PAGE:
On the surface, very little appears monolithic about adult Millennials (defined as those in the 18- to 29-year-old age group, and also known as Gen‑Y). Millennials include full-time college students, late-20-somethings who have moved back to their parents' home, and married and unmarried couples with and without kids. Gen‑Y consumers encompass college grads with high-paying full-time jobs and credit cards and retirement accounts beginning to take root, as well as those struggling with low-paying part-time jobs. They include a high-growth multicultural segment spearheaded by U.S.-born "fusionistas" who move effortlessly between their Latino heritage and the youth culture of America.
Nonetheless, according to "Millennials in the U.S.," a recently released report from Packaged Facts, many generational ties bind this diverse group of young consumers and differentiate them from older consumers. These include a deep comfort with technology, heavy involvement in social media, a multitasking mentality, non-stop immersion with screens on cell phones, digital tablets and PCs, a shared preference for hip-hop music, and parents who act like friends as well as authority figures. The challenge for marketers is to leverage this common ground to find Millennials whoever and wherever they are and engage them no matter what they are doing.
According to David Sprinkle, publisher of Packaged Facts, Millennials are disproportionately optimistic about their personal economic future and the economic outlook of the country as a whole. According to survey data compiled by Experian Simmons, 43% of 25- to 29-year-olds think they will be better off financially in the next 12 months–twice the rate of the boomers and seniors in the 45+ age bracket.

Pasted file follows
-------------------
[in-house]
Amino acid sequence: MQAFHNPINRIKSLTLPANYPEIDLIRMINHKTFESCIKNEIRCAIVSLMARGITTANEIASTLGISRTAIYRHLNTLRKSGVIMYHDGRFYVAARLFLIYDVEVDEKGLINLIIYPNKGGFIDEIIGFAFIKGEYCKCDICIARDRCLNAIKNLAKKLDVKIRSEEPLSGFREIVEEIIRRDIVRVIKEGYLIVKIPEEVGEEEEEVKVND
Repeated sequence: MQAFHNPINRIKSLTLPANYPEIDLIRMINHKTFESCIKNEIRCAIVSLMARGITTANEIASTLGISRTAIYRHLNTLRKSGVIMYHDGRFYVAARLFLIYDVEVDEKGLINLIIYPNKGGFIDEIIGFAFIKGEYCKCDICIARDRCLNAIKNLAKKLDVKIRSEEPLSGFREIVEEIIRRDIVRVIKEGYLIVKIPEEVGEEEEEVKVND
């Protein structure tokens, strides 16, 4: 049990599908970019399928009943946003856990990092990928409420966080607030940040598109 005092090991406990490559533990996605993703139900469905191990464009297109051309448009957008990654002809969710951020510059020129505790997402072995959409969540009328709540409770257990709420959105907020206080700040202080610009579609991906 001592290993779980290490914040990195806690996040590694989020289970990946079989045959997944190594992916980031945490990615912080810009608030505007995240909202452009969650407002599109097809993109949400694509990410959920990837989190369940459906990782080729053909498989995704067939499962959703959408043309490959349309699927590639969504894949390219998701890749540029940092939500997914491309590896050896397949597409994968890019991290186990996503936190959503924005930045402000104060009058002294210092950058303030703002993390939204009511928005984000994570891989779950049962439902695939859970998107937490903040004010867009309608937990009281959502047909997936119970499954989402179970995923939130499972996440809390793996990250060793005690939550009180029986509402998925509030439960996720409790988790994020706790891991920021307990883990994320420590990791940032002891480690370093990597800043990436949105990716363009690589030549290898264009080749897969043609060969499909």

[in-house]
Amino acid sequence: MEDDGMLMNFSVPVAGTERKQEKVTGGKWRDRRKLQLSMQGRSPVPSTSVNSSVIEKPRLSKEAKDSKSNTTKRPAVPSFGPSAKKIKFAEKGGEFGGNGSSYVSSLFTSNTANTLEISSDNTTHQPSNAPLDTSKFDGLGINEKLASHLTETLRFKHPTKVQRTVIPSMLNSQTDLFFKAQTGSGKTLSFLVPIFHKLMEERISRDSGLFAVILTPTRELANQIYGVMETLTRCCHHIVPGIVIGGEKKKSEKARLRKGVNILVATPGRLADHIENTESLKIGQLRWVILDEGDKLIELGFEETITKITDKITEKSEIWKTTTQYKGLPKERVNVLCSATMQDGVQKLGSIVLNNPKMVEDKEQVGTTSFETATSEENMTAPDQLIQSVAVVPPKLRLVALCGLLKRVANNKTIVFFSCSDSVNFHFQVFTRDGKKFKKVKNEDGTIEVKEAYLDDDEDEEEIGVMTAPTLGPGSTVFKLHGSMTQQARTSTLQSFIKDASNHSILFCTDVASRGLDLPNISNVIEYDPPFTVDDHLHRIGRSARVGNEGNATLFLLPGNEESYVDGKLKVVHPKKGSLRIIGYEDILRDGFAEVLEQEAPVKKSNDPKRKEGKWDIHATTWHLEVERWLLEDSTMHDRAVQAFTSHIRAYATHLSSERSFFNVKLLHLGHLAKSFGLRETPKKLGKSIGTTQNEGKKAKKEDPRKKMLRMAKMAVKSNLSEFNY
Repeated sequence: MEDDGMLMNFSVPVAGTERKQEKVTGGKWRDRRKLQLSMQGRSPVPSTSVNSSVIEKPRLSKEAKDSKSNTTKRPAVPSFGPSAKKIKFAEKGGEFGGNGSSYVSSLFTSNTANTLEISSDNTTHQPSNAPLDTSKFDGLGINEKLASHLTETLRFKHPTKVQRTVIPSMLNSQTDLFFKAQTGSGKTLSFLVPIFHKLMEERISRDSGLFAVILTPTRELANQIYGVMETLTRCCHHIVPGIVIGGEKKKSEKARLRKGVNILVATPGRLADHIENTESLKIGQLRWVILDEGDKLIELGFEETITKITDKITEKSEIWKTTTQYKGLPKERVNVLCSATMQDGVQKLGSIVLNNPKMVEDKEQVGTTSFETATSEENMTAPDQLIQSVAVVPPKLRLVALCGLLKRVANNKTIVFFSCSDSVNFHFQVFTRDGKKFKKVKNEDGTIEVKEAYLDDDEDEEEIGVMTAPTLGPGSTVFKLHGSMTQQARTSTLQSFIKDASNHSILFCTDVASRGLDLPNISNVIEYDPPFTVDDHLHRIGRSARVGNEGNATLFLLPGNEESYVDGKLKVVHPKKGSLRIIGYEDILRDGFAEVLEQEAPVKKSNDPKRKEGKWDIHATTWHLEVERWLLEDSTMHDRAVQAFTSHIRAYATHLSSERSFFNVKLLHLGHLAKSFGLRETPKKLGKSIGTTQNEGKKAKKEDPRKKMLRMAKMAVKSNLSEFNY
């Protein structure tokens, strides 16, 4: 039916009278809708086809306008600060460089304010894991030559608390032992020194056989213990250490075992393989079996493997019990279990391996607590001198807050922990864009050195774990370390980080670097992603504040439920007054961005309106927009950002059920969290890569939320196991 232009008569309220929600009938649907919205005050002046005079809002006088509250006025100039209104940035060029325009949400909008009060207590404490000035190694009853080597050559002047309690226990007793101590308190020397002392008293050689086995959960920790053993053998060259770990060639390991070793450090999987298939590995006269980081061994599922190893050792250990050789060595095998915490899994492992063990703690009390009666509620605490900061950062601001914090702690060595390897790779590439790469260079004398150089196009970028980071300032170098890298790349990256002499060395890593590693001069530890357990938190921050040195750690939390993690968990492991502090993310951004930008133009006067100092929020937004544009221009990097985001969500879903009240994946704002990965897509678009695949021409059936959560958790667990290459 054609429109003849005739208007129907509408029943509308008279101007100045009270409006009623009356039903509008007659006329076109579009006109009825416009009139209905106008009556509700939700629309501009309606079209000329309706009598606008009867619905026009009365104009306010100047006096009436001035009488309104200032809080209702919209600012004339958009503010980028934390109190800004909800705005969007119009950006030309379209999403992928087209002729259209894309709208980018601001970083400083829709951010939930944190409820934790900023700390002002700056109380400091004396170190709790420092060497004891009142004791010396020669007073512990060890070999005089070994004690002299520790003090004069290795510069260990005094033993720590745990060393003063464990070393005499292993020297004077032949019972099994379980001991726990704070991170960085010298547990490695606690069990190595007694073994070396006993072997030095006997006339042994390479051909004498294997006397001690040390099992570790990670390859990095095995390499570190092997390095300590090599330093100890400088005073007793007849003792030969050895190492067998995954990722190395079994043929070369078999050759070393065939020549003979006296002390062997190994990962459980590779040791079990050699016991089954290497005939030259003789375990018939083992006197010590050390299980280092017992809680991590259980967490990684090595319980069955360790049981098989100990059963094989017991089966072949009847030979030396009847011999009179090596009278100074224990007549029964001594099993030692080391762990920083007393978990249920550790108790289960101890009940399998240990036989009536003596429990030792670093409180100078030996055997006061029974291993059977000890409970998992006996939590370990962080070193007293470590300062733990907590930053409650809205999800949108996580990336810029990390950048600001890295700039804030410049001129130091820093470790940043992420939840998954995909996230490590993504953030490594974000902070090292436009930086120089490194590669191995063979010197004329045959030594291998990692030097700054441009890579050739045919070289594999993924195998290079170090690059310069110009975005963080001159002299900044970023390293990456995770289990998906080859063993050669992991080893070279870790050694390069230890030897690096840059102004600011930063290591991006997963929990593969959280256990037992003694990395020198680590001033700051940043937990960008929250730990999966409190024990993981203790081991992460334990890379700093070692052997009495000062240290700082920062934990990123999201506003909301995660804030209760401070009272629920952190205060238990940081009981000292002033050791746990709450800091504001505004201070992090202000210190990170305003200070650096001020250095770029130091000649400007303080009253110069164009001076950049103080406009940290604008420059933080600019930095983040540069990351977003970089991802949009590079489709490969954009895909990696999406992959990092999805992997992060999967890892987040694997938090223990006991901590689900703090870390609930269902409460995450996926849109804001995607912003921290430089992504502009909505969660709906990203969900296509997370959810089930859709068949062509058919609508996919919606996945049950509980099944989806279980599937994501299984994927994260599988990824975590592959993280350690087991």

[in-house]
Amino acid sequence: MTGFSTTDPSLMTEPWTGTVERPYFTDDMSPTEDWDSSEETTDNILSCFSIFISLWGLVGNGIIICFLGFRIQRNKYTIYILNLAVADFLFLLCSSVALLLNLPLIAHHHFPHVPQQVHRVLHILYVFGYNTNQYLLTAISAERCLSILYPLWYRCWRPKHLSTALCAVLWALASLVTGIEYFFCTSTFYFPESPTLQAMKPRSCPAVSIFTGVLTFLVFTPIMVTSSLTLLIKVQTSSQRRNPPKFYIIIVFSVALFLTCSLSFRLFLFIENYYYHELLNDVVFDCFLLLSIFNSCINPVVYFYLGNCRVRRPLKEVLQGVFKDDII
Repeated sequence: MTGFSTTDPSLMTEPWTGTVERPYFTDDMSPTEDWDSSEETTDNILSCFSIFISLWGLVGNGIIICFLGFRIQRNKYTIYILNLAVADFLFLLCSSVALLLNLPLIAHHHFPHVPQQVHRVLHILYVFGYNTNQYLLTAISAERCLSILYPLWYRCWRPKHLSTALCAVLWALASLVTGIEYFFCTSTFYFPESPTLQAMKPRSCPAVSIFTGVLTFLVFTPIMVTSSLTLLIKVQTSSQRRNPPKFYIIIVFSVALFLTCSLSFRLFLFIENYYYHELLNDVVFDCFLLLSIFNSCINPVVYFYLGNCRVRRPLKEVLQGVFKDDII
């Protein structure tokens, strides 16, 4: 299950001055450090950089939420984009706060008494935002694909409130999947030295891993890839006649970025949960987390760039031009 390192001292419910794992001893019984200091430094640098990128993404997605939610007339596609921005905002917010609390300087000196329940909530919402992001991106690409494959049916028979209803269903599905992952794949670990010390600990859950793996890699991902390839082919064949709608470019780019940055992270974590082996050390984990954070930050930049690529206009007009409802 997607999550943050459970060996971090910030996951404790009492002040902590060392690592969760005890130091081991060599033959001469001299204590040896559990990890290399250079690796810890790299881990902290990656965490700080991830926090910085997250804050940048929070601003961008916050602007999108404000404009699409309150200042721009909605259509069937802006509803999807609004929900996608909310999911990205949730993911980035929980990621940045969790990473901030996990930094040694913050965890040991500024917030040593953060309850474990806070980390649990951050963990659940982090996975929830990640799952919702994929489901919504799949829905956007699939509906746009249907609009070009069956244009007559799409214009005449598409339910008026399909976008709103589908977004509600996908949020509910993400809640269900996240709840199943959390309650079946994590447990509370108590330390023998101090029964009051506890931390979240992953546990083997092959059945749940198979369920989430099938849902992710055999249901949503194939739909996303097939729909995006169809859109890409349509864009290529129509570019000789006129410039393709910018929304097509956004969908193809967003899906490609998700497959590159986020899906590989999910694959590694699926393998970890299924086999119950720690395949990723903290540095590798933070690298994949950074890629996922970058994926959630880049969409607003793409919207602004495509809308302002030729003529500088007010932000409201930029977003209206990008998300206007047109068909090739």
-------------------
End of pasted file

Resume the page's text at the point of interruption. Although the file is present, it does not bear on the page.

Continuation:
Marketers have long sought to forge on-campus relationships with the expectation that students will remain loyal to their brands as they establish households and create families and move through high-paying careers. Peer-to-peer marketing remains at the core of brands seeking to build a systematic presence on college campuses. While face-to-face techniques such as sampling and event marketing still have their place, social media and mobile marketing are increasingly the tools of choice in the college market.
And, not surprisingly, having a college degree helps Millennials feel sanguine about their financial prospects. Around half of 22- to 29-year-olds with a college degree or more expect their financial situation to improve over the next 12 months. Millennials in their late 20s who are reaping financial success become prime targets for marketers, as this shopping-prone demographic invests in home furnishings, appliances, and electronics as well as children's clothing, furniture and all the paraphernalia of childrearing.[Source: "Millennials in the U.S." Packaged Facts. 27 Apr. 2012. Web. 1 May 2012.]